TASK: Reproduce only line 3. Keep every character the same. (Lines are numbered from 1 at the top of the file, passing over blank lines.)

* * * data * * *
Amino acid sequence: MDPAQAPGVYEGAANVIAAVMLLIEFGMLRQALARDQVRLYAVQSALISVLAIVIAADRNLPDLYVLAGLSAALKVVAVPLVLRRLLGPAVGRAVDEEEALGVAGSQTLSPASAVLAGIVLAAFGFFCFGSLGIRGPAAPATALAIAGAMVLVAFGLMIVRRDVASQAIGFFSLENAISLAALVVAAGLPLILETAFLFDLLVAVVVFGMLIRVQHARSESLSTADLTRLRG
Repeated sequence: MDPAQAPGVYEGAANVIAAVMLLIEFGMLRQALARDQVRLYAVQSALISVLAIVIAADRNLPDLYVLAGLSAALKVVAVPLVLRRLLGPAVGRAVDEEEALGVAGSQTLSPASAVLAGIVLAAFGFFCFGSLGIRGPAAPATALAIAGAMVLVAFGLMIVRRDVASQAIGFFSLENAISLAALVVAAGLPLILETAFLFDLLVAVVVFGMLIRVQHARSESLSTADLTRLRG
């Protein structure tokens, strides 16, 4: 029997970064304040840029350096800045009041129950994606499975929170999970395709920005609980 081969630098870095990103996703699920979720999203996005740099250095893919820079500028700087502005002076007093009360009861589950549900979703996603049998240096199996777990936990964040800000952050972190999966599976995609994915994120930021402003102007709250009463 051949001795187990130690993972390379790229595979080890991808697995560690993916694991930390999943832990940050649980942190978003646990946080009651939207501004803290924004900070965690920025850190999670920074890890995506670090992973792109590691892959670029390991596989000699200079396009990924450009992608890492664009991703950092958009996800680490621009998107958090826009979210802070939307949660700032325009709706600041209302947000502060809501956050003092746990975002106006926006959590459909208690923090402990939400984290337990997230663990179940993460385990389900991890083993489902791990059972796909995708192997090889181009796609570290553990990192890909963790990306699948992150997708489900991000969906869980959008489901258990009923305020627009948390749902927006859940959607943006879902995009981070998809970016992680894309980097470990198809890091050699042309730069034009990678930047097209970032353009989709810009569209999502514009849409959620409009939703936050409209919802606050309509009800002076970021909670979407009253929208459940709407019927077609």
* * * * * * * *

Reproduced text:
């Protein structure tokens, strides 16, 4: 029997970064304040840029350096800045009041129950994606499975929170999970395709920005609980 081969630098870095990103996703699920979720999203996005740099250095893919820079500028700087502005002076007093009360009861589950549900979703996603049998240096199996777990936990964040800000952050972190999966599976995609994915994120930021402003102007709250009463 051949001795187990130690993972390379790229595979080890991808697995560690993916694991930390999943832990940050649980942190978003646990946080009651939207501004803290924004900070965690920025850190999670920074890890995506670090992973792109590691892959670029390991596989000699200079396009990924450009992608890492664009991703950092958009996800680490621009998107958090826009979210802070939307949660700032325009709706600041209302947000502060809501956050003092746990975002106006926006959590459909208690923090402990939400984290337990997230663990179940993460385990389900991890083993489902791990059972796909995708192997090889181009796609570290553990990192890909963790990306699948992150997708489900991000969906869980959008489901258990009923305020627009948390749902927006859940959607943006879902995009981070998809970016992680894309980097470990198809890091050699042309730069034009990678930047097209970032353009989709810009569209999502514009849409959620409009939703936050409209919802606050309509009800002076970021909670979407009253929208459940709407019927077609």